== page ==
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ScreenShots: Invasion Of The Capgras Delusion


Never a fan of gore and splatter movies and with limited time to entertain ourselves after a workday we searched for a sci-fi classic in black and white and settled on the trailblazing “Invasion of the Body Snatchers.”

No, not the Donald Sutherland/Leonard Nimoy re-make in which dear old San Francisco becomes the garden of choice for an alien army dotting the city with massive seed pods.

We picked the granddad of horror movies, a lean pioneering effort shot in days with a beans budget and a paltry $30,000 for special effects. Invasion of the Body Snatchers (1956) has been billed as a not-so-thinly-veiled allegory for the perils of a country still shaking off the podium pounding histrionics of McCarthyism and – with nary a slashing or on-screen killing to speak of – it’s still bone-chilling.

Much has to do with the set-up, an over-the-top soundtrack and introduction to the town of Alta Mira, a semi-rural enclave where the clacking of lawnmower blades and the clink of ice cubes for cocktail hour sets the tone.

Dr. Miles Bennell (Kevin not the senator McCarthy) returns to his small town practice to find several of his patients suffering the paranoid delusion that their friends or relatives are not who they pretend to be. Initially skeptical, especially when the doppelgangers in question are able to answer detailed questions about their victim’s lives, he is eventually convinced that something odd has happened and determines to find out what is causing this phenomenon – even if it means halting his pursuit of the delicious and newly divorced Becky Driscoll (Dana Wynter).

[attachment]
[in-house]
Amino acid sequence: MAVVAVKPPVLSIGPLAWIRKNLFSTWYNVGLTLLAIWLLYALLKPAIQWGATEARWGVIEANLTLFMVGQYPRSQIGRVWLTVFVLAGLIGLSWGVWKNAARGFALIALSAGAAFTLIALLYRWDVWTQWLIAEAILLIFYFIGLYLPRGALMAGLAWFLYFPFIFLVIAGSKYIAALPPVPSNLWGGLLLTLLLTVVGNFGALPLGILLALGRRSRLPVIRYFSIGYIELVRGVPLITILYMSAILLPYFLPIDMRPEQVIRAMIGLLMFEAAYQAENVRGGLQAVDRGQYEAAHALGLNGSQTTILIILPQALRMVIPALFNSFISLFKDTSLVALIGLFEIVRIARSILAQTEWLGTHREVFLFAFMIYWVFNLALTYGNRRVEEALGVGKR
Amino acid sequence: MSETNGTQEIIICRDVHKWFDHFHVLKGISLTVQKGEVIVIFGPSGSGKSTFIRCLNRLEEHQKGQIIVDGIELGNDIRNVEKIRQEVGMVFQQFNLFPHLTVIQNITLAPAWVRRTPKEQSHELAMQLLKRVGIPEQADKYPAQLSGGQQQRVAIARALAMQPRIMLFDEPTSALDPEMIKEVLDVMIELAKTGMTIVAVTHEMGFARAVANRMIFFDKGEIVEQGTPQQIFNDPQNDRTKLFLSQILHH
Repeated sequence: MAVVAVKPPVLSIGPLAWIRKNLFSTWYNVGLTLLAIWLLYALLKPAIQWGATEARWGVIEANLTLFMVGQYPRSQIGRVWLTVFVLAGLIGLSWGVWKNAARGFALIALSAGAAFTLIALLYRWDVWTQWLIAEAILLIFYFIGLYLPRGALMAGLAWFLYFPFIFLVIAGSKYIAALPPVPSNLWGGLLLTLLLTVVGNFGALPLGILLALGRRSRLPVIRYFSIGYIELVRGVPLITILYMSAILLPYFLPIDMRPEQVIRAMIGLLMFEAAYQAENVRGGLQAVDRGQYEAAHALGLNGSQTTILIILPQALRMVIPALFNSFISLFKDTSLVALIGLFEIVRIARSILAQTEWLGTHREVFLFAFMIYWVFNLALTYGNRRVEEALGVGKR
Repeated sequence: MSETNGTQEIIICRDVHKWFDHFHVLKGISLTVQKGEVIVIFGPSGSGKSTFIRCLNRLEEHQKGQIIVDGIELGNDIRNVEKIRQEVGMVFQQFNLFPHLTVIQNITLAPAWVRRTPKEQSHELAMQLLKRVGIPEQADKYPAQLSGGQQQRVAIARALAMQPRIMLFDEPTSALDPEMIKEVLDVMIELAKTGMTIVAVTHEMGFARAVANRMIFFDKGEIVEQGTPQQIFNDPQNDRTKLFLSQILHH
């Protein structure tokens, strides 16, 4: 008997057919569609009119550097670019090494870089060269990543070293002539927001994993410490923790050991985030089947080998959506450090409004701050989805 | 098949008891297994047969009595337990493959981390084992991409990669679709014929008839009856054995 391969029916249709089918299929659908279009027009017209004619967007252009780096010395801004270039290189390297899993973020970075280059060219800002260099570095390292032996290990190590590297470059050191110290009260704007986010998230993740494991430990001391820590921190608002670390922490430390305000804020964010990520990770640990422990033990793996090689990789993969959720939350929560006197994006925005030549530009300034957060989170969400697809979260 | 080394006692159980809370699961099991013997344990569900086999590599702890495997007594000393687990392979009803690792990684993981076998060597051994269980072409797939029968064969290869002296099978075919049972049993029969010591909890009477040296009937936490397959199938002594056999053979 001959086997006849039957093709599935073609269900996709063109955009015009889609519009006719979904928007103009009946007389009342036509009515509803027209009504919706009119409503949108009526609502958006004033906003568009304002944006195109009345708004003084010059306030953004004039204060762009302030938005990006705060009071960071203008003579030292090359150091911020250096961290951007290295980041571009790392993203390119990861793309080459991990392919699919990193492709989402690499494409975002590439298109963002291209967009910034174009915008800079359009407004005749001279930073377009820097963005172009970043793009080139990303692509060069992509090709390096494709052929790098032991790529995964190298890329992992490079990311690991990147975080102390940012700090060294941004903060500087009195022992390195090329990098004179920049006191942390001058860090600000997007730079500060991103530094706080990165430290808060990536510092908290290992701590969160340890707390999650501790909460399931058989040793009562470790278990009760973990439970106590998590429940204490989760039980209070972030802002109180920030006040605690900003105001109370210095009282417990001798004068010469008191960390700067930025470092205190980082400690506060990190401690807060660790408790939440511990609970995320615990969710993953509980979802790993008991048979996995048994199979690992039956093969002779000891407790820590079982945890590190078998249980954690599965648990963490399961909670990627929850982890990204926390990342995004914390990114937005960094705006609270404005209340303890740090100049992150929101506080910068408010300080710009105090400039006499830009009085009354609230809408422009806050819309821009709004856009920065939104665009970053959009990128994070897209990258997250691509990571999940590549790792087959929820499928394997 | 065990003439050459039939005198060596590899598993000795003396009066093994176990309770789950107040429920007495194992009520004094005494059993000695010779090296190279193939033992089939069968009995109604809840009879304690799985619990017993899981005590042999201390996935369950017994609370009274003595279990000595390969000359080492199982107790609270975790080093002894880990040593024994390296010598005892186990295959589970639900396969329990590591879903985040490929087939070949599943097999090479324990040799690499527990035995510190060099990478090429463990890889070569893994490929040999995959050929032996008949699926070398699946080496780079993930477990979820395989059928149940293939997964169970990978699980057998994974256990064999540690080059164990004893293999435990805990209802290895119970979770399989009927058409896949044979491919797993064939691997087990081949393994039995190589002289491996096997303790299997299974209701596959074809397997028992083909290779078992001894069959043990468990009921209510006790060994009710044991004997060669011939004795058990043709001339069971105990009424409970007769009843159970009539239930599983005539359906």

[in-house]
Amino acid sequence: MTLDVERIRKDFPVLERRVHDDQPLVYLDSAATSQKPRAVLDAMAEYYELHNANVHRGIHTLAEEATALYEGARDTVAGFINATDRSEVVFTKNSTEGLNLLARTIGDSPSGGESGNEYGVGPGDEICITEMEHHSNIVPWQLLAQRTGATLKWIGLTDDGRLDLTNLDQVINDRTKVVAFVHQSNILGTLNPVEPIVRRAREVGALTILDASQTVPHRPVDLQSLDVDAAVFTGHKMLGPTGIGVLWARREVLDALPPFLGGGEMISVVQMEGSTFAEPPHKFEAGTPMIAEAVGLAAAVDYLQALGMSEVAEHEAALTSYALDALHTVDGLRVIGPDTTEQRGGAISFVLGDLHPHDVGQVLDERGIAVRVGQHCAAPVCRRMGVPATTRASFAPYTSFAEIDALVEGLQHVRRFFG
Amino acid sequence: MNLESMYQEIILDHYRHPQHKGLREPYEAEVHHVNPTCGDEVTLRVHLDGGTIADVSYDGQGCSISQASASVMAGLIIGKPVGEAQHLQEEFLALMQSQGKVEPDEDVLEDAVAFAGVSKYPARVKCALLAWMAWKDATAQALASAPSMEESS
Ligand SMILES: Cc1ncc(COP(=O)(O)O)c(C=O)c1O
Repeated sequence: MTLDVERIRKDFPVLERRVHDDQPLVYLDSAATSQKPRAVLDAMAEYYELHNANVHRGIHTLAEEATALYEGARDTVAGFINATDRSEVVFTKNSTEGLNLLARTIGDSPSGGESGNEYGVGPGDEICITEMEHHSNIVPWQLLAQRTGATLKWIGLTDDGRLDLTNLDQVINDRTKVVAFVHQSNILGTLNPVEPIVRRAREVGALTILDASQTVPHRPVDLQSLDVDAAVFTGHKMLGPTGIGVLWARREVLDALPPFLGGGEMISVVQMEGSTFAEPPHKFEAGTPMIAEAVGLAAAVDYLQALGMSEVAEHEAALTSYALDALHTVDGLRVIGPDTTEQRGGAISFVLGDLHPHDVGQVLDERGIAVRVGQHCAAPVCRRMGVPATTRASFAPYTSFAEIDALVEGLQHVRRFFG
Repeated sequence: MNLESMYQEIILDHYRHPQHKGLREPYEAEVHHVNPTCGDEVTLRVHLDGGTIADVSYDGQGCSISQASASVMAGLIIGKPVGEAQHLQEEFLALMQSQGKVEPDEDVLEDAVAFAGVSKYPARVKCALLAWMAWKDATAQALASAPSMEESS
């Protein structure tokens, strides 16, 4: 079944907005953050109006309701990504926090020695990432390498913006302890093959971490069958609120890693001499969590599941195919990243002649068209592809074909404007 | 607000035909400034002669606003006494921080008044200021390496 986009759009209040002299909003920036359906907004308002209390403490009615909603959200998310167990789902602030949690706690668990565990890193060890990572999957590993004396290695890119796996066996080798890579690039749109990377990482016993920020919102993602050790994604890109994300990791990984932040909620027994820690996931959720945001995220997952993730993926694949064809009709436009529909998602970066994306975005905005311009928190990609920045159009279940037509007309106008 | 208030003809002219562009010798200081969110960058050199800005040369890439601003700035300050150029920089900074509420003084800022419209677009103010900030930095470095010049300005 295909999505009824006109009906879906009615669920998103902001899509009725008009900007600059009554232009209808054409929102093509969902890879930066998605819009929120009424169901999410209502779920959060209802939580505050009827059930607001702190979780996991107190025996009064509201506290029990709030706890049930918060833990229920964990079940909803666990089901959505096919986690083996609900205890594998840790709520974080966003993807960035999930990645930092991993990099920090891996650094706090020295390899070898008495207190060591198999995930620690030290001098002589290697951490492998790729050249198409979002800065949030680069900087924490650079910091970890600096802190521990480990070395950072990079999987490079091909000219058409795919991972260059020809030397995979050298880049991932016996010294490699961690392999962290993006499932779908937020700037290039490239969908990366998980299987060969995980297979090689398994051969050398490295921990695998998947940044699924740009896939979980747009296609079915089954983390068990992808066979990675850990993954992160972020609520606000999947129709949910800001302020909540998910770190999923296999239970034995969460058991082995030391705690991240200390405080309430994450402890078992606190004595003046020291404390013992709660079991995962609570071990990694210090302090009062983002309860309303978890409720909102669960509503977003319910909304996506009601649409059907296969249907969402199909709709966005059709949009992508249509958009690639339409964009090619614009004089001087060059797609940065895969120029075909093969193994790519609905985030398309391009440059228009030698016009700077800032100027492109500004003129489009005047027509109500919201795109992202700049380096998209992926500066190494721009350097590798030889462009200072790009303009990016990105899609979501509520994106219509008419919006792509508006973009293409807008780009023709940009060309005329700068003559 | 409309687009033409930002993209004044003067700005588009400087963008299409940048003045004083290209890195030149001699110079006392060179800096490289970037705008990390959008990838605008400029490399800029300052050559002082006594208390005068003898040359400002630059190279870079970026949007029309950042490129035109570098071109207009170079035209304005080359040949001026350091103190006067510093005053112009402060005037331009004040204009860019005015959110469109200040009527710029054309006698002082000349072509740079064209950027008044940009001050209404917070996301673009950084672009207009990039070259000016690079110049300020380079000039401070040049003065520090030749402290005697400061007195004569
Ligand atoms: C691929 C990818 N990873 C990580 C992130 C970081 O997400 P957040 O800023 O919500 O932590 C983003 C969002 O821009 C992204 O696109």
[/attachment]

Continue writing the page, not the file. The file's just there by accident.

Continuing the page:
What happens next is a blueprint for how to make a horror movie, with the good doctor and his lady running non-stop from a conspiracy set in motion by the town’s key players and with bigger plans than the conversion of little Alta Mira.

We see some pioneering latex body doubling, soap bubbles, a pitchforking, a brief glimpse of Sam Peckinpah not blowing something up and just about every character and B-movie actor available in 1956 appear on screen.

And, except for a brief glimpse of a cut on a morphing hand, not a single drop of blood.

Classicists are probably well aware of this one, but it’s still fun – especially at O Early Thirty when you can swear the garden is breathing and pulsing and you’re left wondering how you’d be received if you suddenly ran across town screaming a warning about pod people.

Currently available on Amazon Prime.


  1. It really is an enjoyable movie. And if anyone does watch the Donald Sutherland remake watch for the weird funny cameo by Kevin McCarthy. Brilliant.

  2. My grandparents had a greenhouse like the one in the movie. After seeing the picture I never felt comfortable out there ever again.

  3. We let our kids watch this one and they were bored silly. Too much talking they said. We’ll give it another try in a couple of years after they’ve matured.

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